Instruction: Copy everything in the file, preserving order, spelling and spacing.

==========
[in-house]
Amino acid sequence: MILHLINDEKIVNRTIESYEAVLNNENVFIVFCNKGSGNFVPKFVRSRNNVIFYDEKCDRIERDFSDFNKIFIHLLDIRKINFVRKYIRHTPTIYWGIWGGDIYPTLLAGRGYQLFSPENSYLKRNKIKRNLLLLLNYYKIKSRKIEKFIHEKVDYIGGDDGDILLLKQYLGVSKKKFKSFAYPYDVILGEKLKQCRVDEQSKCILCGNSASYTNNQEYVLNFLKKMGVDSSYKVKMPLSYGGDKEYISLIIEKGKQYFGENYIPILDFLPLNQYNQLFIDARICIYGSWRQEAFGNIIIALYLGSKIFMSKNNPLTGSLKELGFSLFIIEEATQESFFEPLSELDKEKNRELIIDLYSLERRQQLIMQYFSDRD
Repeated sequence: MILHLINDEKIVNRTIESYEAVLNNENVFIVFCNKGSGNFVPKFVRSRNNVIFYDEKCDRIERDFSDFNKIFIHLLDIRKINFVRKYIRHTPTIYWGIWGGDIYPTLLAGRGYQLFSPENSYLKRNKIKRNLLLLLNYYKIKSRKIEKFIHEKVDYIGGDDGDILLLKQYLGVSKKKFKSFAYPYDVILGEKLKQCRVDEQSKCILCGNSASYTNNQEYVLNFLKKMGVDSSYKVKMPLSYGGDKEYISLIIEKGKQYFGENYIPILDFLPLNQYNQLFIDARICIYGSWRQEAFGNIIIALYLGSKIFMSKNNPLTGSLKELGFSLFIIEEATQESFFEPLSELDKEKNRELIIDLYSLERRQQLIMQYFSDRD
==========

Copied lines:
[in-house]
Amino acid sequence: MILHLINDEKIVNRTIESYEAVLNNENVFIVFCNKGSGNFVPKFVRSRNNVIFYDEKCDRIERDFSDFNKIFIHLLDIRKINFVRKYIRHTPTIYWGIWGGDIYPTLLAGRGYQLFSPENSYLKRNKIKRNLLLLLNYYKIKSRKIEKFIHEKVDYIGGDDGDILLLKQYLGVSKKKFKSFAYPYDVILGEKLKQCRVDEQSKCILCGNSASYTNNQEYVLNFLKKMGVDSSYKVKMPLSYGGDKEYISLIIEKGKQYFGENYIPILDFLPLNQYNQLFIDARICIYGSWRQEAFGNIIIALYLGSKIFMSKNNPLTGSLKELGFSLFIIEEATQESFFEPLSELDKEKNRELIIDLYSLERRQQLIMQYFSDRD
Repeated sequence: MILHLINDEKIVNRTIESYEAVLNNENVFIVFCNKGSGNFVPKFVRSRNNVIFYDEKCDRIERDFSDFNKIFIHLLDIRKINFVRKYIRHTPTIYWGIWGGDIYPTLLAGRGYQLFSPENSYLKRNKIKRNLLLLLNYYKIKSRKIEKFIHEKVDYIGGDDGDILLLKQYLGVSKKKFKSFAYPYDVILGEKLKQCRVDEQSKCILCGNSASYTNNQEYVLNFLKKMGVDSSYKVKMPLSYGGDKEYISLIIEKGKQYFGENYIPILDFLPLNQYNQLFIDARICIYGSWRQEAFGNIIIALYLGSKIFMSKNNPLTGSLKELGFSLFIIEEATQESFFEPLSELDKEKNRELIIDLYSLERRQQLIMQYFSDRD